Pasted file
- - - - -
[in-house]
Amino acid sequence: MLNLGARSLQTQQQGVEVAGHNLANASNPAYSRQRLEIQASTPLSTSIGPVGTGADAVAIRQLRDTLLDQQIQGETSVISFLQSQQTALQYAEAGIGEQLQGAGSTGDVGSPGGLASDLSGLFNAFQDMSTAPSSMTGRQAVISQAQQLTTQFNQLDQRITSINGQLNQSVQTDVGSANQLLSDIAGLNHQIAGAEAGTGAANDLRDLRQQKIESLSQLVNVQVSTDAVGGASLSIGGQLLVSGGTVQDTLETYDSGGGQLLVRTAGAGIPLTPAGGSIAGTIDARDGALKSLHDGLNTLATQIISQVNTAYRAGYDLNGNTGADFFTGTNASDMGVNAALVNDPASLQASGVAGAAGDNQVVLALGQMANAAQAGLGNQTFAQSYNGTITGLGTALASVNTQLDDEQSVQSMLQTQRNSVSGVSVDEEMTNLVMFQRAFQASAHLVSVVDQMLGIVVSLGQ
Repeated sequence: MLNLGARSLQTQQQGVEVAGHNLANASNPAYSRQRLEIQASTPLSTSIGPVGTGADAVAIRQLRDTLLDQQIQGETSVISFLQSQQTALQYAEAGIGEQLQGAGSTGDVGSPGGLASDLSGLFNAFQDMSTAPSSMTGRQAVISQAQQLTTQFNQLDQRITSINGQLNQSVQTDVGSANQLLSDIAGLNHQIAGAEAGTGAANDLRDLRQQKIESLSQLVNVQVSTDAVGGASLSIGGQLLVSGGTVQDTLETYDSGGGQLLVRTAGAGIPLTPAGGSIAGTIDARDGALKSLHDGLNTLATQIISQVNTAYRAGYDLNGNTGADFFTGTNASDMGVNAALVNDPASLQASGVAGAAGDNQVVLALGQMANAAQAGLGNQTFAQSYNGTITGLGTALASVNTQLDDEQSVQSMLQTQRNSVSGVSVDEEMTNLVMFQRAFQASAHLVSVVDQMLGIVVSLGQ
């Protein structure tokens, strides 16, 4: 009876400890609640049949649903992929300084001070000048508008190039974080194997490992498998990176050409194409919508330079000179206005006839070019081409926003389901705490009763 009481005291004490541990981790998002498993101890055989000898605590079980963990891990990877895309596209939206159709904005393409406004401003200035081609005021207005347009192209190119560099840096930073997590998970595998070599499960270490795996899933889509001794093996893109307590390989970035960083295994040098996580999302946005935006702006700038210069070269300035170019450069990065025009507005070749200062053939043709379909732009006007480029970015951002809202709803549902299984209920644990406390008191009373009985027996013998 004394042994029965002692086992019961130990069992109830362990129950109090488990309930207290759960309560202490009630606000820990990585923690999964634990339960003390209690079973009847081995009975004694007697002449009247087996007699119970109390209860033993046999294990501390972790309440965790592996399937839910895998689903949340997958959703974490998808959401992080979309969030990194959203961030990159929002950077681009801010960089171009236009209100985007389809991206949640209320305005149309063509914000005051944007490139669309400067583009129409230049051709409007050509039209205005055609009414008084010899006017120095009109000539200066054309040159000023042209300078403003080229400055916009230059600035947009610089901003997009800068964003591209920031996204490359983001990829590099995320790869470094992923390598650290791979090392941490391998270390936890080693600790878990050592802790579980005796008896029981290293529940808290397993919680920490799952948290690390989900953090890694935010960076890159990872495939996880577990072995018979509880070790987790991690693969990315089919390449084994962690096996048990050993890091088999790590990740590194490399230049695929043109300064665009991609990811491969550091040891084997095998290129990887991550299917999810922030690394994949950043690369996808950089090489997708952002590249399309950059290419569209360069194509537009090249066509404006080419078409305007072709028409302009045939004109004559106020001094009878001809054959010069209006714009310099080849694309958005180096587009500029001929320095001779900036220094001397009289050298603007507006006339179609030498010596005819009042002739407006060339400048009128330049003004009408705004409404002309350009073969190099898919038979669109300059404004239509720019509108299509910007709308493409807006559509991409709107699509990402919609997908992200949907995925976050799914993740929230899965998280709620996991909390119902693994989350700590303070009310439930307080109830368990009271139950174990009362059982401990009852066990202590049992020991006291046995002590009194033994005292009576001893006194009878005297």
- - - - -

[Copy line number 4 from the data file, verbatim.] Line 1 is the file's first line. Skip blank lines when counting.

């Protein structure tokens, strides 16, 4: 009876400890609640049949649903992929300084001070000048508008190039974080194997490992498998990176050409194409919508330079000179206005006839070019081409926003389901705490009763 009481005291004490541990981790998002498993101890055989000898605590079980963990891990990877895309596209939206159709904005393409406004401003200035081609005021207005347009192209190119560099840096930073997590998970595998070599499960270490795996899933889509001794093996893109307590390989970035960083295994040098996580999302946005935006702006700038210069070269300035170019450069990065025009507005070749200062053939043709379909732009006007480029970015951002809202709803549902299984209920644990406390008191009373009985027996013998 004394042994029965002692086992019961130990069992109830362990129950109090488990309930207290759960309560202490009630606000820990990585923690999964634990339960003390209690079973009847081995009975004694007697002449009247087996007699119970109390209860033993046999294990501390972790309440965790592996399937839910895998689903949340997958959703974490998808959401992080979309969030990194959203961030990159929002950077681009801010960089171009236009209100985007389809991206949640209320305005149309063509914000005051944007490139669309400067583009129409230049051709409007050509039209205005055609009414008084010899006017120095009109000539200066054309040159000023042209300078403003080229400055916009230059600035947009610089901003997009800068964003591209920031996204490359983001990829590099995320790869470094992923390598650290791979090392941490391998270390936890080693600790878990050592802790579980005796008896029981290293529940808290397993919680920490799952948290690390989900953090890694935010960076890159990872495939996880577990072995018979509880070790987790991690693969990315089919390449084994962690096996048990050993890091088999790590990740590194490399230049695929043109300064665009991609990811491969550091040891084997095998290129990887991550299917999810922030690394994949950043690369996808950089090489997708952002590249399309950059290419569209360069194509537009090249066509404006080419078409305007072709028409302009045939004109004559106020001094009878001809054959010069209006714009310099080849694309958005180096587009500029001929320095001779900036220094001397009289050298603007507006006339179609030498010596005819009042002739407006060339400048009128330049003004009408705004409404002309350009073969190099898919038979669109300059404004239509720019509108299509910007709308493409807006559509991409709107699509990402919609997908992200949907995925976050799914993740929230899965998280709620996991909390119902693994989350700590303070009310439930307080109830368990009271139950174990009362059982401990009852066990202590049992020991006291046995002590009194033994005292009576001893006194009878005297």